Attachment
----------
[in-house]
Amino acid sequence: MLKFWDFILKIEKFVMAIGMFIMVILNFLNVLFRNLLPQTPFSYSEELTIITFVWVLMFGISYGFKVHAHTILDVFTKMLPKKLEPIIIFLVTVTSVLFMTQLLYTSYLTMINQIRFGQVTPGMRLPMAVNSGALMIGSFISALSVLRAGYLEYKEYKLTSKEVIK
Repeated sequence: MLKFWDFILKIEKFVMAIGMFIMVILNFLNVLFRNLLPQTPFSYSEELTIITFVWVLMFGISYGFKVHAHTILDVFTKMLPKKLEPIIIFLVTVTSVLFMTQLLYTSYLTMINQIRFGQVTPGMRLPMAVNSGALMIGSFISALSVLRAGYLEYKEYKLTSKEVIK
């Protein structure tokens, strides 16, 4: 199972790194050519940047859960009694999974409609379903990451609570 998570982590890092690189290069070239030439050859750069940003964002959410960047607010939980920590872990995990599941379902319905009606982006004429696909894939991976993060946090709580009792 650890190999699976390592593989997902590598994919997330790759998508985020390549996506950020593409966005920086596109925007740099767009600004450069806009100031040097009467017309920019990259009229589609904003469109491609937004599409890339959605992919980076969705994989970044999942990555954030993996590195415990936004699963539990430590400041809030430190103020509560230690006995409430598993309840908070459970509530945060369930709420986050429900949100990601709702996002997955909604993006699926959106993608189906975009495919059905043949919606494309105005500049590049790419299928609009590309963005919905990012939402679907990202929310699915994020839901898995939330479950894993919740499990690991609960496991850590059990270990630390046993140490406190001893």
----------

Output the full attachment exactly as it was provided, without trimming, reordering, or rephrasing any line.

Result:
[in-house]
Amino acid sequence: MLKFWDFILKIEKFVMAIGMFIMVILNFLNVLFRNLLPQTPFSYSEELTIITFVWVLMFGISYGFKVHAHTILDVFTKMLPKKLEPIIIFLVTVTSVLFMTQLLYTSYLTMINQIRFGQVTPGMRLPMAVNSGALMIGSFISALSVLRAGYLEYKEYKLTSKEVIK
Repeated sequence: MLKFWDFILKIEKFVMAIGMFIMVILNFLNVLFRNLLPQTPFSYSEELTIITFVWVLMFGISYGFKVHAHTILDVFTKMLPKKLEPIIIFLVTVTSVLFMTQLLYTSYLTMINQIRFGQVTPGMRLPMAVNSGALMIGSFISALSVLRAGYLEYKEYKLTSKEVIK
């Protein structure tokens, strides 16, 4: 199972790194050519940047859960009694999974409609379903990451609570 998570982590890092690189290069070239030439050859750069940003964002959410960047607010939980920590872990995990599941379902319905009606982006004429696909894939991976993060946090709580009792 650890190999699976390592593989997902590598994919997330790759998508985020390549996506950020593409966005920086596109925007740099767009600004450069806009100031040097009467017309920019990259009229589609904003469109491609937004599409890339959605992919980076969705994989970044999942990555954030993996590195415990936004699963539990430590400041809030430190103020509560230690006995409430598993309840908070459970509530945060369930709420986050429900949100990601709702996002997955909604993006699926959106993608189906975009495919059905043949919606494309105005500049590049790419299928609009590309963005919905990012939402679907990202929310699915994020839901898995939330479950894993919740499990690991609960496991850590059990270990630390046993140490406190001893």